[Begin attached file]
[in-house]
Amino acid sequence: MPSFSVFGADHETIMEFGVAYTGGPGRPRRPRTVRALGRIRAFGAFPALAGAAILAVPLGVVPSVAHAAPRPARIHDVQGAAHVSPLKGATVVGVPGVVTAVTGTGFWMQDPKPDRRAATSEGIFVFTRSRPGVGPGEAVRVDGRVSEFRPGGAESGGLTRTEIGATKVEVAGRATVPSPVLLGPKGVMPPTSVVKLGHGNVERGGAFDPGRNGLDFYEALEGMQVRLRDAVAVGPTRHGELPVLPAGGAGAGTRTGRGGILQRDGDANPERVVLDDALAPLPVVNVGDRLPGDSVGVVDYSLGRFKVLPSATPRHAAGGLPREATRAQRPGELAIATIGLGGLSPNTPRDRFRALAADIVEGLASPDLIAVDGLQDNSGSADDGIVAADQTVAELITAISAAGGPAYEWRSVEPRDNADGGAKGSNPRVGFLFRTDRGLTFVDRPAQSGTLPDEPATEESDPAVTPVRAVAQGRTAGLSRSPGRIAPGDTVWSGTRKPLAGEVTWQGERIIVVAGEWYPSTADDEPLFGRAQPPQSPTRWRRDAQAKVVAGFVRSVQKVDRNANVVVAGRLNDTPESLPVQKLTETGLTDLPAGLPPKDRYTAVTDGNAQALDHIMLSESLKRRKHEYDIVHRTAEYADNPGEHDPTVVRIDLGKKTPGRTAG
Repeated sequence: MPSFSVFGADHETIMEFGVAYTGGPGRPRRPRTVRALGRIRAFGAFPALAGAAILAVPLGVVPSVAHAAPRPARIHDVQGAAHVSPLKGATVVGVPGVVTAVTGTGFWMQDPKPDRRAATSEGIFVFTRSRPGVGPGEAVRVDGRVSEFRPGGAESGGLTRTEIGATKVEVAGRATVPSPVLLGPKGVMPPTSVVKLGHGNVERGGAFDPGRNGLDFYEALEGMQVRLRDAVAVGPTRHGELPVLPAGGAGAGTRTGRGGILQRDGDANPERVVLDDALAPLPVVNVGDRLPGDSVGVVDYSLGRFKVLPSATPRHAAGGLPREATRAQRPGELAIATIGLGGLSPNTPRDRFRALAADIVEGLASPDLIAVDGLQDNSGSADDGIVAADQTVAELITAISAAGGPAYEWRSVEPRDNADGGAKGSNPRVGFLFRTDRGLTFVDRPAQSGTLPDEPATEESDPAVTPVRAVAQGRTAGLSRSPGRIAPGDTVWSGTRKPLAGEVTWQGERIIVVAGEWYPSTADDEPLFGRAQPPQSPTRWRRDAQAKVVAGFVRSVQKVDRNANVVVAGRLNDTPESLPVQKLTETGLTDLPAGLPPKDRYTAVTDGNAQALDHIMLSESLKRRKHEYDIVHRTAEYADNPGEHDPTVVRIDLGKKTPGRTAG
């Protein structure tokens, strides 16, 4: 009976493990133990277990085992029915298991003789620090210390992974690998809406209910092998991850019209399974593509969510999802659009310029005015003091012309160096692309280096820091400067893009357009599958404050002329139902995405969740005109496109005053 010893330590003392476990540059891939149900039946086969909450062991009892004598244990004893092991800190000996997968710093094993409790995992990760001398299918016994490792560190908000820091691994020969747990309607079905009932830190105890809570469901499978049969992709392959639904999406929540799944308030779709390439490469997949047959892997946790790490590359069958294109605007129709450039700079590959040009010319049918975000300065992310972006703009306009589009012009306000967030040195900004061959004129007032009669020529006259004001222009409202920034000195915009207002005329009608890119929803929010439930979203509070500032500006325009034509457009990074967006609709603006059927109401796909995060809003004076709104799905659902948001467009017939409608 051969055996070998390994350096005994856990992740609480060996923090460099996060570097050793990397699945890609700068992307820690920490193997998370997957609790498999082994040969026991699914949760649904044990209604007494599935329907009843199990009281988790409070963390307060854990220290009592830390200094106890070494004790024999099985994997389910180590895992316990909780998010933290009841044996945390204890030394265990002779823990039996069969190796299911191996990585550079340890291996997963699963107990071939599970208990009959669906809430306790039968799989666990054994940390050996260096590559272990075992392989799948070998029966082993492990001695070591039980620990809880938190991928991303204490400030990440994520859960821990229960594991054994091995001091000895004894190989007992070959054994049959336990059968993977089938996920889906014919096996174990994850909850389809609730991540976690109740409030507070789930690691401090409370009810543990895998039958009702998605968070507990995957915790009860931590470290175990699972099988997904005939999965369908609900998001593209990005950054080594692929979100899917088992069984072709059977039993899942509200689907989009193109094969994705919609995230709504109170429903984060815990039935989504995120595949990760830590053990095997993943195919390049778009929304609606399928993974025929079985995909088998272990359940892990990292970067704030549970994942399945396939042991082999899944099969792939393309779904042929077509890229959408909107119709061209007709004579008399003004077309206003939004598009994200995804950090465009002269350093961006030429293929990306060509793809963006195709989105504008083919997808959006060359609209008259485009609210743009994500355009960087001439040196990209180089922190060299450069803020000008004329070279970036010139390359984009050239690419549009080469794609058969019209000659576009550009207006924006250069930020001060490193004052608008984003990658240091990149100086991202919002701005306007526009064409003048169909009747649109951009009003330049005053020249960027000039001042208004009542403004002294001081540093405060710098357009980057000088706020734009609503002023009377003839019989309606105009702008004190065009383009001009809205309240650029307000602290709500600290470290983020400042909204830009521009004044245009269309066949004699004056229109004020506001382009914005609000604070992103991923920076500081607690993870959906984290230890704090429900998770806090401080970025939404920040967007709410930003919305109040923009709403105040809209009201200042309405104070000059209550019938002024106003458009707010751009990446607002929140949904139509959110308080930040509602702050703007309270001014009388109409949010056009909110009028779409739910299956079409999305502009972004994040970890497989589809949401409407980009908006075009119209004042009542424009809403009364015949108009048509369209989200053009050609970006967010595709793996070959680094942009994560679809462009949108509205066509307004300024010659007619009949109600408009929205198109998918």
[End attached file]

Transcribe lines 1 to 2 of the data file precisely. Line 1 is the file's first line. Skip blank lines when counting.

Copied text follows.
[in-house]
Amino acid sequence: MPSFSVFGADHETIMEFGVAYTGGPGRPRRPRTVRALGRIRAFGAFPALAGAAILAVPLGVVPSVAHAAPRPARIHDVQGAAHVSPLKGATVVGVPGVVTAVTGTGFWMQDPKPDRRAATSEGIFVFTRSRPGVGPGEAVRVDGRVSEFRPGGAESGGLTRTEIGATKVEVAGRATVPSPVLLGPKGVMPPTSVVKLGHGNVERGGAFDPGRNGLDFYEALEGMQVRLRDAVAVGPTRHGELPVLPAGGAGAGTRTGRGGILQRDGDANPERVVLDDALAPLPVVNVGDRLPGDSVGVVDYSLGRFKVLPSATPRHAAGGLPREATRAQRPGELAIATIGLGGLSPNTPRDRFRALAADIVEGLASPDLIAVDGLQDNSGSADDGIVAADQTVAELITAISAAGGPAYEWRSVEPRDNADGGAKGSNPRVGFLFRTDRGLTFVDRPAQSGTLPDEPATEESDPAVTPVRAVAQGRTAGLSRSPGRIAPGDTVWSGTRKPLAGEVTWQGERIIVVAGEWYPSTADDEPLFGRAQPPQSPTRWRRDAQAKVVAGFVRSVQKVDRNANVVVAGRLNDTPESLPVQKLTETGLTDLPAGLPPKDRYTAVTDGNAQALDHIMLSESLKRRKHEYDIVHRTAEYADNPGEHDPTVVRIDLGKKTPGRTAG